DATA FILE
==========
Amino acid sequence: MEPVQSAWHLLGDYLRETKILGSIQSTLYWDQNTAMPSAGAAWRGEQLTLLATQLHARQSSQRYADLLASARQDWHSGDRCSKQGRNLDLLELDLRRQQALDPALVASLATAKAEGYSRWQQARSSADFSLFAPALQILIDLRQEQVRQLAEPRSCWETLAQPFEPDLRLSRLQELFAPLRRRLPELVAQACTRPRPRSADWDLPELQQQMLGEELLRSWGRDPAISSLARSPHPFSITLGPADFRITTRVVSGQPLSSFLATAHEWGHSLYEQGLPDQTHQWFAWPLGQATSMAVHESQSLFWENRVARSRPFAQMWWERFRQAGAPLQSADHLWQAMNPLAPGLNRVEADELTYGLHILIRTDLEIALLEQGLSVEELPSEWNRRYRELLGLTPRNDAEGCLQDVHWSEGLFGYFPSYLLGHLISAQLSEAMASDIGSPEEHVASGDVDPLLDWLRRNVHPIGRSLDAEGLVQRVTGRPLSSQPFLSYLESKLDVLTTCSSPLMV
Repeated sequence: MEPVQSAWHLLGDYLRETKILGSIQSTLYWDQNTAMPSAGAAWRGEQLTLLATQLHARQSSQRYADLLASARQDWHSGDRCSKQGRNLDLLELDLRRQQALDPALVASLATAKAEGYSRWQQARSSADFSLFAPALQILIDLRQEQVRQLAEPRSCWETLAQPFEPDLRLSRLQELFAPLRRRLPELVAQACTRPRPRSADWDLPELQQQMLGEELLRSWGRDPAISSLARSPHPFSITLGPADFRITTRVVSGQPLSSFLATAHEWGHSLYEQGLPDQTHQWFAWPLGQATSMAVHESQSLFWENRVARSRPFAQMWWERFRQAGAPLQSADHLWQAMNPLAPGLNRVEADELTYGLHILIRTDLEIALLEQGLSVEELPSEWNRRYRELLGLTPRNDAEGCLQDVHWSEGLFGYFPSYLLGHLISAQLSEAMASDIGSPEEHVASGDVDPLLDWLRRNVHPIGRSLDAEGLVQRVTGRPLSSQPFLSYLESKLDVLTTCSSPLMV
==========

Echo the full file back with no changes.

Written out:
Amino acid sequence: MEPVQSAWHLLGDYLRETKILGSIQSTLYWDQNTAMPSAGAAWRGEQLTLLATQLHARQSSQRYADLLASARQDWHSGDRCSKQGRNLDLLELDLRRQQALDPALVASLATAKAEGYSRWQQARSSADFSLFAPALQILIDLRQEQVRQLAEPRSCWETLAQPFEPDLRLSRLQELFAPLRRRLPELVAQACTRPRPRSADWDLPELQQQMLGEELLRSWGRDPAISSLARSPHPFSITLGPADFRITTRVVSGQPLSSFLATAHEWGHSLYEQGLPDQTHQWFAWPLGQATSMAVHESQSLFWENRVARSRPFAQMWWERFRQAGAPLQSADHLWQAMNPLAPGLNRVEADELTYGLHILIRTDLEIALLEQGLSVEELPSEWNRRYRELLGLTPRNDAEGCLQDVHWSEGLFGYFPSYLLGHLISAQLSEAMASDIGSPEEHVASGDVDPLLDWLRRNVHPIGRSLDAEGLVQRVTGRPLSSQPFLSYLESKLDVLTTCSSPLMV
Repeated sequence: MEPVQSAWHLLGDYLRETKILGSIQSTLYWDQNTAMPSAGAAWRGEQLTLLATQLHARQSSQRYADLLASARQDWHSGDRCSKQGRNLDLLELDLRRQQALDPALVASLATAKAEGYSRWQQARSSADFSLFAPALQILIDLRQEQVRQLAEPRSCWETLAQPFEPDLRLSRLQELFAPLRRRLPELVAQACTRPRPRSADWDLPELQQQMLGEELLRSWGRDPAISSLARSPHPFSITLGPADFRITTRVVSGQPLSSFLATAHEWGHSLYEQGLPDQTHQWFAWPLGQATSMAVHESQSLFWENRVARSRPFAQMWWERFRQAGAPLQSADHLWQAMNPLAPGLNRVEADELTYGLHILIRTDLEIALLEQGLSVEELPSEWNRRYRELLGLTPRNDAEGCLQDVHWSEGLFGYFPSYLLGHLISAQLSEAMASDIGSPEEHVASGDVDPLLDWLRRNVHPIGRSLDAEGLVQRVTGRPLSSQPFLSYLESKLDVLTTCSSPLMV